Your article "Ozone Is Gone" by Bob Pool (May 7) was both irresponsible and disheartening.
You gave Christopher Coggan the publicity and notoriety he was looking for and made his "art" an inspiration for others to imitate. No doubt there are other "taggers" who are looking for recognition like Coggan, whose sole reason for his graffiti-spraying craze was to satisfy his ego: "I wanted to be famous," he states. As he readily admits, he did not think of nor did he care that he was defacing both public and private property with his graffiti.
Encouraged by your article, other "taggers" seeking to be famous will set out on graffiti-spraying missions to further deface the community.
Graffiti constitute vandalism, not art, because they deface and mar walls, bridges, buildings and benches. Whether done by gang members or "taggers" to satisfy their egos, they are still vandalism. Unfortunately, all of us pay the price for graffiti because graffiti create an eyesore in the community, decrease property values, scare and demoralize the community, drive away customers and businesses, and are an unnecessary expense.
Also, there appears to be a correlation between graffiti and gang activity. Gangs seem to gravitate to areas where graffiti abound, using these areas for illegal drug activity, which leads to terror, shootings and deaths.
The city of Los Angeles has recognized this ever-increasing problem by creating a long-term, citywide, anti-litter, anti-graffiti program called Operation Clean Sweep. Our program works with community groups who want to participate in cleaning their neighborhoods, combining city resources with volunteer participation to attack the litter and graffiti problem.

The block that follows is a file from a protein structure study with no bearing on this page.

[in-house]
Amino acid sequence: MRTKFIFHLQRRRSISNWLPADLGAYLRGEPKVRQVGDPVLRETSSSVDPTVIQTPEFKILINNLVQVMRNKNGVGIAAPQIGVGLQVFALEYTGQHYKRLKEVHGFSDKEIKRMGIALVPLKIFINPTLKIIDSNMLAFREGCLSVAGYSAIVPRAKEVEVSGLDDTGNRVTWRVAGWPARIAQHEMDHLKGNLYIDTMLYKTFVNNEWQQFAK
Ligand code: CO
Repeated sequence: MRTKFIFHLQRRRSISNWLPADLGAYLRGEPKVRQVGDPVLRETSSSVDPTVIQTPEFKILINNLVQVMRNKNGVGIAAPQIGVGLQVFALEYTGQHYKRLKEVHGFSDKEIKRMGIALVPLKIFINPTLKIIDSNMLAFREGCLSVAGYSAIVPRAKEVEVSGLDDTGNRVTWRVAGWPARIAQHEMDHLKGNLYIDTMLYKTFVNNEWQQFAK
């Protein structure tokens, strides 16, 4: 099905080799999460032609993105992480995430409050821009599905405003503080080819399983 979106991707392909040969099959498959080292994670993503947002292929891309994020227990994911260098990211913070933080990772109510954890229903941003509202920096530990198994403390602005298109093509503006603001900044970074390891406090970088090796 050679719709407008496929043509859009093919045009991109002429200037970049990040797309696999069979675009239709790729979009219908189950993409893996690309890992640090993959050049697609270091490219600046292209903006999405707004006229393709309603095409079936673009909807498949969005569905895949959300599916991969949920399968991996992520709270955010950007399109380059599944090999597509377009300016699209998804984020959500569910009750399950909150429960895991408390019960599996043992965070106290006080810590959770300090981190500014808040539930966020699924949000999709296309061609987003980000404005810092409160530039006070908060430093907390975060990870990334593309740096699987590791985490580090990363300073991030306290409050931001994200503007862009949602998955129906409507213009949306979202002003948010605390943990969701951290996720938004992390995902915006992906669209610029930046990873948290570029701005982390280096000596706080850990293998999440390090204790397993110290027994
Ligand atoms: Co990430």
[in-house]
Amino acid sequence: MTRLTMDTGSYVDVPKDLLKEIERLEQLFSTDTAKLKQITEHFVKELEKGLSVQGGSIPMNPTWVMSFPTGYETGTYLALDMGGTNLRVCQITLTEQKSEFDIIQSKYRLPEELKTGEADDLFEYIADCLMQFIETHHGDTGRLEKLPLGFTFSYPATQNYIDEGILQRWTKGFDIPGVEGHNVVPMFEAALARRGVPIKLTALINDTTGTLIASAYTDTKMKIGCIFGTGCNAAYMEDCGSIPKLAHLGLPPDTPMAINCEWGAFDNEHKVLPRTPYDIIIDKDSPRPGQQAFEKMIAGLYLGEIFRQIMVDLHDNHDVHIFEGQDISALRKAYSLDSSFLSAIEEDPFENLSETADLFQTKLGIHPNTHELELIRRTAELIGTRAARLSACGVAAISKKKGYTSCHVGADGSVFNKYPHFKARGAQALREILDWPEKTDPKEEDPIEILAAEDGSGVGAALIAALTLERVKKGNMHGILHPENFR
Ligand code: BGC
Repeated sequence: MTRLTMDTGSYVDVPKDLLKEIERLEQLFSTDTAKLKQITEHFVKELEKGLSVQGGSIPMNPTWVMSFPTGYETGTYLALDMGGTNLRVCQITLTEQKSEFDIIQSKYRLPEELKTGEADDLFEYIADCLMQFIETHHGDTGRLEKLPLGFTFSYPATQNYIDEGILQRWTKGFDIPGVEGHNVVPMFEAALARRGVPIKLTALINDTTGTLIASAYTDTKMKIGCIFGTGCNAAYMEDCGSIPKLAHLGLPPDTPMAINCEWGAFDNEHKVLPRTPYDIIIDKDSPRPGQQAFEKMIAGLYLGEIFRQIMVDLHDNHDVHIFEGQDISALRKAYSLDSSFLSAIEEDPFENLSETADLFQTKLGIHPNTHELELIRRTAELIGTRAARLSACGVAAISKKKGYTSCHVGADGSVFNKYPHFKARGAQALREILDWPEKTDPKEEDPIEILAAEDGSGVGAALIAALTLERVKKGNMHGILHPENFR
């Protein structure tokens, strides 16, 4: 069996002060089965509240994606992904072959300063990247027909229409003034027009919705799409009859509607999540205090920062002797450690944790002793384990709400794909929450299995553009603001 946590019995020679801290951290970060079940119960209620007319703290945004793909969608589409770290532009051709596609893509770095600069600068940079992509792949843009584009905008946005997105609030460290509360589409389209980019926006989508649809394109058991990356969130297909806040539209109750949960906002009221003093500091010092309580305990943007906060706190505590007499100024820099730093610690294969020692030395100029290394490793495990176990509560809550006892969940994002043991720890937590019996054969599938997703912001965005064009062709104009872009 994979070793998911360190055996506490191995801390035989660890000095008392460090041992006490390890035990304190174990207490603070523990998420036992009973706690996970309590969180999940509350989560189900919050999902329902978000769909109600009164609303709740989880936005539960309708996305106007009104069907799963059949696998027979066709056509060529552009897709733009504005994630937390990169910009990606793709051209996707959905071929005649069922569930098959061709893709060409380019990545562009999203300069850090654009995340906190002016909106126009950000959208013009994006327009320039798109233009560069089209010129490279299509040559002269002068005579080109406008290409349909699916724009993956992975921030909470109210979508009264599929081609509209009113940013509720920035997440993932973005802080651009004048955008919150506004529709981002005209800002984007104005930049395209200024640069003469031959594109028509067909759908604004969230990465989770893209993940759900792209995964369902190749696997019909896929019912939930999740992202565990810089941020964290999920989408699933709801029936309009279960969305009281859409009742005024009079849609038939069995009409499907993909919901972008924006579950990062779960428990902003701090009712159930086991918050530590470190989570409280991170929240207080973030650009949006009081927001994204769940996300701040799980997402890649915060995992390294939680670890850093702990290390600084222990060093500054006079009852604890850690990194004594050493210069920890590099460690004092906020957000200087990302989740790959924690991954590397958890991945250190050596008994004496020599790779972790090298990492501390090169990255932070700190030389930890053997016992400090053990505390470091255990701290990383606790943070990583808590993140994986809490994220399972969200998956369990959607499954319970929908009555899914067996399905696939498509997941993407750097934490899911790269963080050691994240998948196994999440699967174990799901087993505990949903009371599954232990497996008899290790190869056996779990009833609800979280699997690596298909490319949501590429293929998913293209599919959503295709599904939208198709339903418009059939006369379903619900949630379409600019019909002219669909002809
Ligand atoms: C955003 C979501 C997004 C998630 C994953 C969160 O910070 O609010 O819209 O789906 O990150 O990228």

Our goal is to create a more pleasing environment that will improve the quality of life for all who live, work and visit here. Operation Clean Sweep has participated in more than 41 cleanup/graffiti paint-out events since Jan. 1. We realize it is very frustrating and demoralizing to paint out graffiti on a given day and return two or three days later to find your hard work with graffiti all over it. Our staff, who are spending time and city resources to organize and facilitate community cleanups, has experienced the same anger and frustration.
It is encouraging to read that Coggan is no longer interested in defacing and injuring someone else's property and is concentrating on using his "artistic talent" on murals. However, if he really feels remorse for all the graffiti he sprayed throughout the city, he can contact me at (818) 989-8121, Ext. 5197, and I will get permission for him to remove or paint over his graffiti without fear of prosecution.
ROBERT VALDEZ, Coordinator
Operation Clean Sweep
City of Los Angeles
On May 13, Coggan was arrested on a charge of felony vandalism.